When Lisa trusted her (animal) instincts

Lisa Willcox used to doubt her ability to succeed in veterinary science but not any more.

Since I was a child I’ve always wanted to be a veterinarian. Like most aspiring vets, my love of animals is what drew me to this career. However, I quickly learnt just how hard it was to be accepted into the veterinary medicine degree. I often doubted my ability to get the high grades needed for entry, and wondered if I could cope emotionally with performing tasks such as euthanasia, not to mention the gruelling study load required. As a profession, veterinarians have one of the highest rates of suicide. This alone would make most think twice about considering this career path.

Feeling unsure, I decided to embark on the Biomedical Science degree where I could follow my passion for helping others within the medical field. However, it wasn’t too long before I found myself back questioning a career in veterinary medicine. After I graduated, I made the decision to volunteer at the RSPCA hospital to gain more insight into being a veterinarian.

It was this experience that reignited my dream of being a vet.

Seaworld with the UQ Marine Veterinary Medicine special interest group

The day I received my acceptance letter into vet school will be a memory I will never forget. The excitement I felt then is the excitement I feel now as I near the end of this five year degree.

Veterinarians are not just veterinarians –they draw upon skills and knowledge used by GPs, dentists, radiologists, surgeons, nutritionists, ophthalmologists, dermatologists and psychiatrists for animals. Being trained in such a wide range of medical disciplines combined with the multitude of species we can treat, are some of the amazing benefits of being a vet.

Whilst it has been an exciting journey so far, it has also been a difficult one; filled with many sacrifices, tears and sleepless nights.

Over the past few years I have worked hard to enhance my skills outside the university setting.

I’ve taken up both voluntary and paid employment as a veterinary nurse, participated in wildlife rehabilitation, and assisted with research into parvovirus prevention and intervention.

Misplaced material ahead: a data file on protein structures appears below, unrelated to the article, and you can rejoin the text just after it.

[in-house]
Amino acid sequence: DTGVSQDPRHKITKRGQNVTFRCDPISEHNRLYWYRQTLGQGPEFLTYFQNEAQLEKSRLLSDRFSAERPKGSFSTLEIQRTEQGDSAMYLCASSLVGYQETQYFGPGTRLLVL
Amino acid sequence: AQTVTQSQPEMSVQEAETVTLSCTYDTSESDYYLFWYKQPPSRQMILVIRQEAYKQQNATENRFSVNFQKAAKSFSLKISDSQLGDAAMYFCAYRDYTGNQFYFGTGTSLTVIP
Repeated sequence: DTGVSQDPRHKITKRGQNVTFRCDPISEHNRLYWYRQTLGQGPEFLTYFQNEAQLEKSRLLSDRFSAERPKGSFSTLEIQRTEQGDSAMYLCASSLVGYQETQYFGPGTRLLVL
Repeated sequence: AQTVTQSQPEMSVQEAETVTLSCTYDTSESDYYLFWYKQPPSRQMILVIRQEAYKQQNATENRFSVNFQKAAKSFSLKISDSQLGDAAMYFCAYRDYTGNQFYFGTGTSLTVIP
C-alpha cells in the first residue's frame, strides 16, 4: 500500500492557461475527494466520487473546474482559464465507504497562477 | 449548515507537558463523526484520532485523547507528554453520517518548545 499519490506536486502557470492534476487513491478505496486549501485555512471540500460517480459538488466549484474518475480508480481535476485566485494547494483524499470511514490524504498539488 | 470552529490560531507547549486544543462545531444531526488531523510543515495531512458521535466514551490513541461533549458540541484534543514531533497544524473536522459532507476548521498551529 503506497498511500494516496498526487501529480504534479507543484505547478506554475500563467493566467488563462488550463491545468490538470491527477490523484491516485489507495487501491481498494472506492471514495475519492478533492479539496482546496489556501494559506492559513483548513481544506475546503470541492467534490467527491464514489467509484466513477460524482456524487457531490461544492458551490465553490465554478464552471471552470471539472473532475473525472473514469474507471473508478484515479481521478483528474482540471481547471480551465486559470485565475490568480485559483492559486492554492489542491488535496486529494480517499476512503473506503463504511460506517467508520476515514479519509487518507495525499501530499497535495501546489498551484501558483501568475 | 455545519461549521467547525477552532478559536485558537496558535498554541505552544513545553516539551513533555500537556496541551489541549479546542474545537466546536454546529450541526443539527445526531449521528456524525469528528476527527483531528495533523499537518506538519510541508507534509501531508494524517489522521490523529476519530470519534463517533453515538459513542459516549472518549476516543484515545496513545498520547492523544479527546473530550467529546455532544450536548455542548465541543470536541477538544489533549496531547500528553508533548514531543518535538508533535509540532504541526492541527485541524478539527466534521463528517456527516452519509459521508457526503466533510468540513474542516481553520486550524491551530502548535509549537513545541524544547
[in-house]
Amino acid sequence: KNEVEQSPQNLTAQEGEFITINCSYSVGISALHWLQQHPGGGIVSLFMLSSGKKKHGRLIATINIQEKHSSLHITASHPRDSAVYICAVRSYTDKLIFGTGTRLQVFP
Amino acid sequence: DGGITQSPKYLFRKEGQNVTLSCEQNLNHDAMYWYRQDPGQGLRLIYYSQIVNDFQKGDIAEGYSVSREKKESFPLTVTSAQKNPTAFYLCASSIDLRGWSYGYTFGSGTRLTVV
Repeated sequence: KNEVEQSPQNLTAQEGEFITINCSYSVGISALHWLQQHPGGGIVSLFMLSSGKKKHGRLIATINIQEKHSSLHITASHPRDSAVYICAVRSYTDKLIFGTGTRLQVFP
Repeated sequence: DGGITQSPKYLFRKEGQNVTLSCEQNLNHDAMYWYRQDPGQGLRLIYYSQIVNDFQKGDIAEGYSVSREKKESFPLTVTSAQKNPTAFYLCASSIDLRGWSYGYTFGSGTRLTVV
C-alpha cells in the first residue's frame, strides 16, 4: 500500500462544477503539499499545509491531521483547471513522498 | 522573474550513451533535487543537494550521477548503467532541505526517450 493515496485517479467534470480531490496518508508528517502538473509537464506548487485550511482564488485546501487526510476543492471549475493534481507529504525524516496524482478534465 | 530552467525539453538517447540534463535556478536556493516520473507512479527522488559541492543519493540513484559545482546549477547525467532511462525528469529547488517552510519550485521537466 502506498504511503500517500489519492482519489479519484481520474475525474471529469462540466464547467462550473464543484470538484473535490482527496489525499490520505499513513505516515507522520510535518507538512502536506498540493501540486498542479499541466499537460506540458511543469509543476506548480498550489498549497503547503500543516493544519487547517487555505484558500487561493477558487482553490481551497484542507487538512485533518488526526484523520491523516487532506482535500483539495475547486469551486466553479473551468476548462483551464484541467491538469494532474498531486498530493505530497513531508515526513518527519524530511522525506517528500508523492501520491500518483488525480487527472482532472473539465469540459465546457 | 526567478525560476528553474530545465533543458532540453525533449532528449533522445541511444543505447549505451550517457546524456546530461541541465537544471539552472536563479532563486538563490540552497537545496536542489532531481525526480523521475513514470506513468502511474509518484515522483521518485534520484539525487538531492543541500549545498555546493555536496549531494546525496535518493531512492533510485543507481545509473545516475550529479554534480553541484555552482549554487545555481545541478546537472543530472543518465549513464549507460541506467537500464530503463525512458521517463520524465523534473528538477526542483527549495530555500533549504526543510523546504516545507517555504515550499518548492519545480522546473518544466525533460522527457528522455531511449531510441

I was fortunate to be awarded two welfare awards whilst at the RSPCA, as well as travel to South Africa to work with wildlife such as lions, cheetahs, elephants, buffalo and sable.

This year my dedication and hard work were recognised when I was awarded the Australian Small Animal Veterinarians (ASAV) Student Scholarship.

This enabled me to attend the Federation of Asian Small Animal Veterinary Associations (FASAVA) Congress on the Gold Coast. The experience provided great educational benefits as well as the opportunity to network and socialise with others in the veterinary profession.

Cheetah breeding project at The Dell Cheetah Centre, South Africa  

Cheetah breeding project at The Dell Cheetah Centre, South Africa  

With more than 60 world-class international and national speakers, I found the seminars to be a great way of integrating theory from what I’d learnt over the past few years at university with real-world examples from the leaders in their fields.

Cheetah breeding project at The Dell Cheetah Centre, South Africa  

Cheetah breeding project at The Dell Cheetah Centre, South Africa  

Seminars presented in the imaging stream helped solidify my understanding of radiology and, as a bonus, further prepare me for my upcoming radiology exam at university.

Cobra, Khamai Reptile Park, South Africa

Cobra, Khamai Reptile Park, South Africa

I enjoyed the helpful flowcharts as well as the interactive sessions allowing attendees to use an app to access the radiographs of cases presented.

The proceedings of the congress were provided on USB which will prove an invaluable resource to refer back to in the future.

After a few days of exciting seminars, it was time to celebrate at the Gala Awards Dinner.

The night recognised the achievements and success of those in the veterinary industry and celebrated the ASAV’s 50th anniversary. The night was filled with amazing entertainment, fine food and great company.

As the congress came to a conclusion, I spent the next day unwinding at the beach opposite the venue - the perfect way to reflect on the jam-packed event.

I would encourage all veterinary students to get involved in these events. The knowledge you gain, friends you meet, and memories you make are second to none and I’m grateful to have been a part of this fantastic event.

Attending this congress reinforced my decision to become a veterinarian and provided the inspiration I need to make it through my final year before graduating as a vet.

Lisa Willcox

Bachelor of Veterinary Science student

University of Queensland